There you have it! Simple research has proven this type of training is BEST for fat loss! Now its your job to give me a call or visit my website to start your training that will deliver those results! 

By the way, my favorite High Intensity Exercises:

- Hill Sprints! Just ask a few of my training partners how I feel about them and Come watch me at Norlo Park when my knee is better! 



Until next time, 

Stay Strong,

"So much can be accomplished with a long term vision and resilience to short term setbacks. Not every problem is conquered overnight, but if you persist and never give in, you will succeed."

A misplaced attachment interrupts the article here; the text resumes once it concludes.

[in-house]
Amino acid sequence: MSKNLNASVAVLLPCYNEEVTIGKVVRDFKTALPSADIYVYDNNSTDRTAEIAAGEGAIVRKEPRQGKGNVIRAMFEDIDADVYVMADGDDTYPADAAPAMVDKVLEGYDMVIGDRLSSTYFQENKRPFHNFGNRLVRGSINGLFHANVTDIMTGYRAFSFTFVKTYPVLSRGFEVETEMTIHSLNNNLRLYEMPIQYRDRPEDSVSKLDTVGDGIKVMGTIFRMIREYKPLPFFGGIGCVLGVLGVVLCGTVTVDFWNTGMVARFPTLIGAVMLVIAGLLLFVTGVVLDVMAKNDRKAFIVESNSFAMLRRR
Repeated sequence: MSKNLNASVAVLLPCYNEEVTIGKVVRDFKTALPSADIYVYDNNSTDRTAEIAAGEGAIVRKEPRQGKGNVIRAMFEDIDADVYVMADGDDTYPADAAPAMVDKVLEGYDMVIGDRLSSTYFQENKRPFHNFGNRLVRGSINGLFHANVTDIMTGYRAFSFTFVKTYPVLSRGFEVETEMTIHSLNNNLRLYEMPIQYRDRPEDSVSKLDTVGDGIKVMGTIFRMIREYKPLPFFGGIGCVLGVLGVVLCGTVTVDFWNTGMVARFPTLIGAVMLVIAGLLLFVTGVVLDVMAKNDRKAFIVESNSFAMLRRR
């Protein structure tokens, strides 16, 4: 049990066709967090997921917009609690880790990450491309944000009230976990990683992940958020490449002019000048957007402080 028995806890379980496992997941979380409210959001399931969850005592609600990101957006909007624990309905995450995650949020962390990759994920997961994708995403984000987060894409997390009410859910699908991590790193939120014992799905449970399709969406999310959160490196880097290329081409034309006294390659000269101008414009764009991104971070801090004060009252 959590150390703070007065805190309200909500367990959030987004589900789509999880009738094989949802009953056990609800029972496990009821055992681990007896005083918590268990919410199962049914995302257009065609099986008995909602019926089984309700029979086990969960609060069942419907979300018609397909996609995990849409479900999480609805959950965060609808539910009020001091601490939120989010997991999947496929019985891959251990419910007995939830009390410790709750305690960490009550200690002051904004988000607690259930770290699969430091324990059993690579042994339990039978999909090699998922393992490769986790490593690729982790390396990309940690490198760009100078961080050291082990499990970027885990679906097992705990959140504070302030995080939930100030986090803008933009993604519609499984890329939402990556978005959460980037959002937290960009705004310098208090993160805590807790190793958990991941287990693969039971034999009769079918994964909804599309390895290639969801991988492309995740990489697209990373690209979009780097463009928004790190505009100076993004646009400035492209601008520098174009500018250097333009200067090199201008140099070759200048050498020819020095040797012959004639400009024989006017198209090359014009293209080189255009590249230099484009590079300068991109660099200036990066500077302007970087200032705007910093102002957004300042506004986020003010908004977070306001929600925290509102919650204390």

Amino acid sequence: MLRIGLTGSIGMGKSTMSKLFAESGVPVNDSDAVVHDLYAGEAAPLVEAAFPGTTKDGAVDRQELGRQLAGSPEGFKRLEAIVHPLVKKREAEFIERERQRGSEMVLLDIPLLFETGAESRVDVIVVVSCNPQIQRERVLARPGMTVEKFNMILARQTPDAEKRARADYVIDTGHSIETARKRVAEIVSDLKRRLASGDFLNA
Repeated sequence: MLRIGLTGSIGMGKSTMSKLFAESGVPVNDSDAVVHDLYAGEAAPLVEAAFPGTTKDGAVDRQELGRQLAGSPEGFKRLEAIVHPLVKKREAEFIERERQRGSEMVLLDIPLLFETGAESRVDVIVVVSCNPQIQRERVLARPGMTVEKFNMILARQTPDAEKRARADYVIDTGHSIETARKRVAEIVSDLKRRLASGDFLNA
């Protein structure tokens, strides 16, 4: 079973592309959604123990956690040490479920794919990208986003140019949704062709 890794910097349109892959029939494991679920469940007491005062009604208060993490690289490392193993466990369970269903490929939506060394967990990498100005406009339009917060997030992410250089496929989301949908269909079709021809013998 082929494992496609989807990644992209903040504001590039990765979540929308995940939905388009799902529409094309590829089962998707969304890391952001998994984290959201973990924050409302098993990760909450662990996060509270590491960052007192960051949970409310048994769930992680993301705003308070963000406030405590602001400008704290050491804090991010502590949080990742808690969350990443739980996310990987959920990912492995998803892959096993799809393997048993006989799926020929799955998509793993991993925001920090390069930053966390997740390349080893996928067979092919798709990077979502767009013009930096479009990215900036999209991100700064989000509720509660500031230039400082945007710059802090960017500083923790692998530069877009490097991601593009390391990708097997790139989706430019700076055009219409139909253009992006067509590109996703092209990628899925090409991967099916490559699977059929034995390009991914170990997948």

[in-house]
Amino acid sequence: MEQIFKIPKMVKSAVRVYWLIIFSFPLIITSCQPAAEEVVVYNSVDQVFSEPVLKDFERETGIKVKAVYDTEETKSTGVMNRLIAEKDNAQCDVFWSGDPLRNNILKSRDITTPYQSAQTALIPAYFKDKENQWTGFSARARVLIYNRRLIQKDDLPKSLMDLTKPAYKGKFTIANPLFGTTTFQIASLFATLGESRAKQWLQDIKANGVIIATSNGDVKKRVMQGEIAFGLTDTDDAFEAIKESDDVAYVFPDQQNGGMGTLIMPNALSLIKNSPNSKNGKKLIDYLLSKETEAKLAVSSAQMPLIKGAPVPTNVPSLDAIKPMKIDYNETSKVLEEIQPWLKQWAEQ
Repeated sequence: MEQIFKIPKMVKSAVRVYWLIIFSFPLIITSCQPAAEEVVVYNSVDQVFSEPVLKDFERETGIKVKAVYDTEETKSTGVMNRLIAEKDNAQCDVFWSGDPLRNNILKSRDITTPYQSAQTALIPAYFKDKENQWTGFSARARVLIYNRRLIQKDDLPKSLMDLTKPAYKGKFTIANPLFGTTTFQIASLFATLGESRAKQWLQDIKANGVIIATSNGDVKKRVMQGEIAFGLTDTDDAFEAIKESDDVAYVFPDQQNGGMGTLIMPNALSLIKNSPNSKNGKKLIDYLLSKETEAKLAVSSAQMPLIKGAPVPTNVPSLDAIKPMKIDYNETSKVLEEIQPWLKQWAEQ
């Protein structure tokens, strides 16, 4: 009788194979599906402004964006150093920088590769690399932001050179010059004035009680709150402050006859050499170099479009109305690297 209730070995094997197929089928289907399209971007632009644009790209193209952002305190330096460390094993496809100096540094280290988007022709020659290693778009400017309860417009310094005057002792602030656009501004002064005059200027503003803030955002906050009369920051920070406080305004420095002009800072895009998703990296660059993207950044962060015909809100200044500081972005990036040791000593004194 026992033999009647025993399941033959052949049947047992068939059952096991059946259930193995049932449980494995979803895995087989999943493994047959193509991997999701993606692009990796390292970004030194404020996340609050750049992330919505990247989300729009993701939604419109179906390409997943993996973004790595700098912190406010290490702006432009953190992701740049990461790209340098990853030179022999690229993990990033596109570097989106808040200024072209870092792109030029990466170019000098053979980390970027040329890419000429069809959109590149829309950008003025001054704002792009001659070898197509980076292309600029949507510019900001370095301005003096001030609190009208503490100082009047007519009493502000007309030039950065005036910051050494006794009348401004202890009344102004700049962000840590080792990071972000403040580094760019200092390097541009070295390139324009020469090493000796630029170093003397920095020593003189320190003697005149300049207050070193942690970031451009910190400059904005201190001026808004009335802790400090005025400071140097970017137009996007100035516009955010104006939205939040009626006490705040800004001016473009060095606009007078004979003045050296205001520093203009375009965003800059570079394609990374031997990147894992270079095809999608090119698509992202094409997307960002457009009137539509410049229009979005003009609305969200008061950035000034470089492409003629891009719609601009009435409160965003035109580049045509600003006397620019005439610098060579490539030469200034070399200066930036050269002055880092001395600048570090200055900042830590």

Mike Over
CPT / Strength & Conditioning Specialist
www.mjofitness.com
(717)658-4299

 References
Irving, B., Davis, C., et al. Effect of Exercise Training Intensity on Abdominal Visceral Fat and Body Composition. Medicine and Science in Sports and Exercise. 2008. 40(11), 1863-1872.

Boudou, P., Sobnngwi, E., et al. Absence of Exercise-Induced Variations in Adiponectin Levels Despite Decreased abdominal Adiposity and Improved Insulin sensitivity in Type 2 Diabetic Men. European Journal of Endocrinology. 2003. 149(5), 421-424.

Macpherson, R., Hazell, T., et al. Run Sprint Interval Training Improves Aerobic Performance but Not Maximal Cardiac Output. Medicine and Science in Sports and Exercise. 2011. 43(1), 115-121.

Strasser, B., Arvandi, M., et al. Resistance training, Visceral Obesity and Inflammatory Response: A Review of the Evidence. Obesity Reviews. 2012. Published Ahead of Print.